- Planning/organization: This skill is about keeping track of things and figuring out exactly which actions you need to take to achieve a goal. This one is HUGE. When it comes to money, planning is not just about budgeting. It is also about forecasting. Many of us get paid either monthly or bi-weekly but our bills don't follow the same schedule. So we need to figure out how to make the money that comes in last so that we can pay all our bills. Can we name every single one of our expenses - the regular ones and the irregular ones? Do we know how much money we will have leftover after bills are paid? How can we tell if we can afford to take a trip or go out to a nice dinner? We need to be able to plan our money so that we can cover all of our expenses and even some that come up unexpectedly. There are many ways to keep track of income and bills. I personally keep track of my bills using a 'ledger budget', where I list out every single debit and credit for the next few months (like what people used to do with checkbooks, but for the future, not the past). There are no categories, keeping receipts or tallying amounts. Just what goes in and what comes out. If I want to know how much money I have available to spend, I scan the ledger for the lowest amount. How do you organize your money/bills and plan your spending?
- Impulse control: This skill is about the ability to think and process information before acting upon it. When it comes to money, this manifests itself in how we make spending decisions. From the moment we want to buy something to making the decision to buy it, what goes on in our brains? Do you know if you can afford it? Do you need to buy it? Is there a cheaper alternative or a better time to buy it? How often do you stop and think before spending money? I've mentioned before that I like to wait an extra month before buying something just to make sure I really want it. Another thing you can do is only carry around limited amounts of cash - don't carry around debit or credit cards. That way if you want to buy something, you have to come back later to buy it. What other ways can you pause and think before acting?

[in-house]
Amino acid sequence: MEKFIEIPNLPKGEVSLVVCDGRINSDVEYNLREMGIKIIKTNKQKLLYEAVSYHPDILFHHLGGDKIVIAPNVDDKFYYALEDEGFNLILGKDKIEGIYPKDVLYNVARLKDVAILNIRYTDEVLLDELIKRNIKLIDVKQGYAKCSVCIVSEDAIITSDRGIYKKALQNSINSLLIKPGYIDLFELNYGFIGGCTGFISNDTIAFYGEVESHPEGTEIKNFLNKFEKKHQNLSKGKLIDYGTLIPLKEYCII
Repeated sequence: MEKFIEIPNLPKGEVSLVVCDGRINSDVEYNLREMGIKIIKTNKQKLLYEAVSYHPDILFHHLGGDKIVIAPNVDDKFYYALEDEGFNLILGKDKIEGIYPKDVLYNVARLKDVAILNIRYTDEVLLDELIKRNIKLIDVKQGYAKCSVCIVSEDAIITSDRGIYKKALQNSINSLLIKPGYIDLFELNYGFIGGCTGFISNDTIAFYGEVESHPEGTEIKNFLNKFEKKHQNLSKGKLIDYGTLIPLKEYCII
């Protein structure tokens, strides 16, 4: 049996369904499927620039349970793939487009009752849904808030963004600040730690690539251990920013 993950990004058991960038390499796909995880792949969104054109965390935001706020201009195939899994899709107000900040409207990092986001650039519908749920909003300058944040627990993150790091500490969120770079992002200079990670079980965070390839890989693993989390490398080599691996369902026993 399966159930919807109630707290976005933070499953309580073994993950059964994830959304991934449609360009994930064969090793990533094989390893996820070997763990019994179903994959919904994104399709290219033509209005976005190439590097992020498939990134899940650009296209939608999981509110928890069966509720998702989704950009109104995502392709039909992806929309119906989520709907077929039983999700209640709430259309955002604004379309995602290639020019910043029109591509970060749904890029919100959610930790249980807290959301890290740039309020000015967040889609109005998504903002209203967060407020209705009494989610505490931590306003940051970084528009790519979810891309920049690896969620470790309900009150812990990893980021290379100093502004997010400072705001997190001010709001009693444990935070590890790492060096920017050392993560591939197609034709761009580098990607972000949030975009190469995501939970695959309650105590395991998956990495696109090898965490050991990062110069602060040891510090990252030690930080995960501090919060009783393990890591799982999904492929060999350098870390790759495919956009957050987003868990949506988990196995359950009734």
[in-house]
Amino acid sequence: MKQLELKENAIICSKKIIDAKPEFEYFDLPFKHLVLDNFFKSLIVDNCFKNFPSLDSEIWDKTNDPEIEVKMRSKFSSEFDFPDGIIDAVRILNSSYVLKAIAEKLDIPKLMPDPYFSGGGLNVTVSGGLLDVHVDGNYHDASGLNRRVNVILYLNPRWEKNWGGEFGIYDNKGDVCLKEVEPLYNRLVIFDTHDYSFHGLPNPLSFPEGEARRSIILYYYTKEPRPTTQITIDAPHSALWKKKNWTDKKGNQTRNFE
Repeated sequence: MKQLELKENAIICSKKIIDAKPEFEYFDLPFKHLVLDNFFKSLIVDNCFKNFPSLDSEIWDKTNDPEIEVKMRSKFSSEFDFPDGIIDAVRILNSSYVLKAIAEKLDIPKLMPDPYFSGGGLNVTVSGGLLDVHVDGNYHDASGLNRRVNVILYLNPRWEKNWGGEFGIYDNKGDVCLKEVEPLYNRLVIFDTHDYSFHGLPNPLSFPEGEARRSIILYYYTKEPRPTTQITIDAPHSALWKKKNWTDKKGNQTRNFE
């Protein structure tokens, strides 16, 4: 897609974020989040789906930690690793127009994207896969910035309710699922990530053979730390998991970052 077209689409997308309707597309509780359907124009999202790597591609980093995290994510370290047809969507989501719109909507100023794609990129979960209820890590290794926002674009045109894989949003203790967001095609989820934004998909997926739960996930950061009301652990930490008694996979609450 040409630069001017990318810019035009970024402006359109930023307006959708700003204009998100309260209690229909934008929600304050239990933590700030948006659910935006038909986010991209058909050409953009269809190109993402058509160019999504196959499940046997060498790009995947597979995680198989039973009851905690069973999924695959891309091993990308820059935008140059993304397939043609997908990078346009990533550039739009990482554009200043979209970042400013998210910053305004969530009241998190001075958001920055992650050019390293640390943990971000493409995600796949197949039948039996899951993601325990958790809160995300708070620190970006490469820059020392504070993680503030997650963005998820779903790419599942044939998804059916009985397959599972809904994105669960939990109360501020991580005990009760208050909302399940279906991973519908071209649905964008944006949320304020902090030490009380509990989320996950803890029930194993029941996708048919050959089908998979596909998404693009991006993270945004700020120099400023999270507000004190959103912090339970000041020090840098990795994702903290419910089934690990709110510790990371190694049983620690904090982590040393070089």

- Task initiation: This skill is about being able to start tasks in a timely manner without excessive procrastination. When it comes to money, this is about starting tasks such as sitting down to pay your bills, putting together a budget or doing your taxes. Difficulty in this area makes it hard to figure out where or how to start. Sometimes it's overwhelming to think about the task and it's just easier to freeze or avoid it. If you struggle with this, try breaking down your task into a few concrete, small tasks that would help get the overall task done. Maybe for taxes, you could put time on the calendar just to find all the taxes related papers and put them in one folder. Then the next task may be to call and schedule an appointment with an accountant. You could also enlist the help of a friend to remind (or nag) you to do what you need to do.
The one thing that was impressed upon me at this conference is that we have the capacity to improve our executive function. And doing so will only help you to be in control of your finances so that you can direct your money to achieve your larger goals in life.